6 December 2012
Attacks on Alliance Party homes and offices – unionist leaders must call a halt
‘Unionist politicians who distributed over 40,000 leaflets specifically targeting the Alliance Party need to come out strongly a demand these actions stop’
A WAVE of arson attacks and threats against the lives, homes and offices of Alliance Party representatives after Monday’s Belfast City Hall vote cutting the days the Union flag is flown there has been condemned by deputy First Minister Martin McGuinness.
The violence, the deputy First Minister said, is “an attack on the democratic decision taken in Belfast City Hall by those who are democratically elected to represent the people of this city”. He added:
“Political unionism needs to accept that. They need to call for an end to these protests and for those involved to step back.”
Monday night’s meeting of Belfast City Council voted 29-21 to fly the Union flag on 17 designated days – the same as the Assembly – instead of every day.
Sinn Féin wanted a neutral flag, or both the Union flag and Irish Tricolour alongside each other, or no flags at all, but supported an Alliance Party compromise motion on designated days.
Since the vote, unionist gangs have targeted Alliance Party offices and homes. Some Alliance councillors have fled their homes.
Belfast City Councillor Deirdre Hargey has called for the threats against Alliance Councillor Laura McNamee to be lifted immediately.
“There is no justification whatsoever for intimidation like this.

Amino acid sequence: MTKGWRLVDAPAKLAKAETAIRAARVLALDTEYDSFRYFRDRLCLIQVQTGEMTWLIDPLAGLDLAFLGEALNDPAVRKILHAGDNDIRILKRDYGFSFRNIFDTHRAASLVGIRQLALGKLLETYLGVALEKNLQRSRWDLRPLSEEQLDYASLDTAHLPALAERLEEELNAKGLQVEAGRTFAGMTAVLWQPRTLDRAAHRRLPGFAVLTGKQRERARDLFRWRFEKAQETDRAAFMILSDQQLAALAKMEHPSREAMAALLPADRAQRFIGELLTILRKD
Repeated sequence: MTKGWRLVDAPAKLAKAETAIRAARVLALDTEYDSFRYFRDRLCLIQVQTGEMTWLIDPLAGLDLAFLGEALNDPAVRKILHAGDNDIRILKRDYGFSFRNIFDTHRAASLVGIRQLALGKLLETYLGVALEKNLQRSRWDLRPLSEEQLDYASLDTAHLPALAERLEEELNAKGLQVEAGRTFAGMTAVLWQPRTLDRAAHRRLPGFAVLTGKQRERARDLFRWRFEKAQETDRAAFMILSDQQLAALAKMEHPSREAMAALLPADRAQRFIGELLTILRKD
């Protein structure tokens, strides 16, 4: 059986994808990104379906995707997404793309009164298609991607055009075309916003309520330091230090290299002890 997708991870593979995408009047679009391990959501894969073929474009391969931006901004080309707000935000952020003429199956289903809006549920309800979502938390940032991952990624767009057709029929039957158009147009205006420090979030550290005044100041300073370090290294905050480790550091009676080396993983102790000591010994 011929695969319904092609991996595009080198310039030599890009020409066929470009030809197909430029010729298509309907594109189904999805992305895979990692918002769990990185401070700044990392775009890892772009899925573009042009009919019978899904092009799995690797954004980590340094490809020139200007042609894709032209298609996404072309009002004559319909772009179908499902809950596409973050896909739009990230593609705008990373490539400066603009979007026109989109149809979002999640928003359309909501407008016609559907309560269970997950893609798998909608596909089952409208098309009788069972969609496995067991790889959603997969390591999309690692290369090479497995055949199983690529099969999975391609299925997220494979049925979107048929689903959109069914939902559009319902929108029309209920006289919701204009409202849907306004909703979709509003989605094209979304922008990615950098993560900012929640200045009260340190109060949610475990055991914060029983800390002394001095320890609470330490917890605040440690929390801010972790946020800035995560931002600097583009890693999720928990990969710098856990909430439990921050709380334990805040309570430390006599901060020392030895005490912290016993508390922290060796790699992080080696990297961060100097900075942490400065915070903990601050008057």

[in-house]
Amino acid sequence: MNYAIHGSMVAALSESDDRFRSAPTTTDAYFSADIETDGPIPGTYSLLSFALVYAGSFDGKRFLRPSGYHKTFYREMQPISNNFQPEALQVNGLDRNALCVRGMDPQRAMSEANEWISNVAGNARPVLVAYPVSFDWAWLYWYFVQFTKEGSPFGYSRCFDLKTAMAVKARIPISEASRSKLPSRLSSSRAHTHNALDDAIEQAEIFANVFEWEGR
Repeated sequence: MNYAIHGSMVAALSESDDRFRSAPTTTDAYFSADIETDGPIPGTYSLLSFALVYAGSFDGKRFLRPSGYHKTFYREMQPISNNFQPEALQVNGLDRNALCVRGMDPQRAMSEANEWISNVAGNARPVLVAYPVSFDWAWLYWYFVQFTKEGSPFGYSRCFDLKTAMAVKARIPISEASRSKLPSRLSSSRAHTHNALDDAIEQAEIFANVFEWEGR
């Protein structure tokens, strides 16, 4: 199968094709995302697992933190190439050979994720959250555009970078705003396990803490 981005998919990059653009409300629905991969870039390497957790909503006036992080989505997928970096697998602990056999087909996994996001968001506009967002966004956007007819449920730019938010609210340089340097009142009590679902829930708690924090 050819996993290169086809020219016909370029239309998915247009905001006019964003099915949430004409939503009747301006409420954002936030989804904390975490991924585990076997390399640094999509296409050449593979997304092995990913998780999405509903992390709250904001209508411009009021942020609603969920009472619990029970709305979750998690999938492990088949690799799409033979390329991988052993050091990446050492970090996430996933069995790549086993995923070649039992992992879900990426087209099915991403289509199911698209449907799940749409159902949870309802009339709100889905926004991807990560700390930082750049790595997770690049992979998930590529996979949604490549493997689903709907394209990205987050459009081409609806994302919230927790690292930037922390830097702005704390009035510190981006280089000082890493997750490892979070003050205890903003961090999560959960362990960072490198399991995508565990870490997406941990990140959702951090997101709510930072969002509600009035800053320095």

“The bully-boy tactics currently being engaged in by unionism need to stop. We’ve seen protesters attack City Hall, a death threat against Sinn Féin’s Gerry Kelly, protests forcing the closure of the Alliance Party's office in east Belfast, and now Councillor McNamee has had to leave her family home.
“Unionist politicians who distributed over 40,000 leaflets specifically targeting the Alliance Party need to come out strongly a demand these actions stop.
“They cannot wash their hands of this but they can use whatever influence they have to see that these threats are removed.”
Fascinating insights into
Irish revolutionary history now online
Every week over the next two years, An Phoblacht is making all the editions of The Irish Volunteer – the newspaper of the Irish Volunteer movement – available online exactly 100 years after they were first published
The Irish Volunteer — tOglách na hÉireann was first published on 7 February 1914 and every week until 22 April 1916, just days before the Easter Rising.
Acting as the official newspaper of the Irish Volunteers it outlined the political views of the leadership and reported on the and important events, such as the Howth Gun Running of 1914.
Included in its pages alongside political opinions and news reports are various advertisements for such items as revolvers, bandoliers and military uniforms from stockists across Ireland.
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